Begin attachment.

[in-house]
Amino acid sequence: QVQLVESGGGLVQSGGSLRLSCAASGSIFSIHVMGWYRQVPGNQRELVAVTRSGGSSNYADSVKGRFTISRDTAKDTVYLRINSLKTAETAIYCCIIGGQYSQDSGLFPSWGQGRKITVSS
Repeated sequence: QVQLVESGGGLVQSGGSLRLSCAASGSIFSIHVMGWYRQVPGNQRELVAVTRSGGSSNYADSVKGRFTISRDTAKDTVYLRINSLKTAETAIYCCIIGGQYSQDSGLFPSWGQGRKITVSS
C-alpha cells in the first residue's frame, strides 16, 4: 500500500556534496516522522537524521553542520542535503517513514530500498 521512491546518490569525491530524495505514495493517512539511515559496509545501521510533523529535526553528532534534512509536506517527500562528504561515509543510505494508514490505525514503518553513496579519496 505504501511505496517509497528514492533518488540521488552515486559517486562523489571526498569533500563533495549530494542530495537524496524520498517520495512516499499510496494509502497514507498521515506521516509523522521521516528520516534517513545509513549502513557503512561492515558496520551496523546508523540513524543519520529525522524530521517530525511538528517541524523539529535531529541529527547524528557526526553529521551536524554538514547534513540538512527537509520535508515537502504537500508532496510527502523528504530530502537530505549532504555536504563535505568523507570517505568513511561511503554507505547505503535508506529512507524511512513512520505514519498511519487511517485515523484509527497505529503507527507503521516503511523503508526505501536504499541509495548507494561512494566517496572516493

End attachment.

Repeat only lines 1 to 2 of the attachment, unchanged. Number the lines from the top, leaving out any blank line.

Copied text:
[in-house]
Amino acid sequence: QVQLVESGGGLVQSGGSLRLSCAASGSIFSIHVMGWYRQVPGNQRELVAVTRSGGSSNYADSVKGRFTISRDTAKDTVYLRINSLKTAETAIYCCIIGGQYSQDSGLFPSWGQGRKITVSS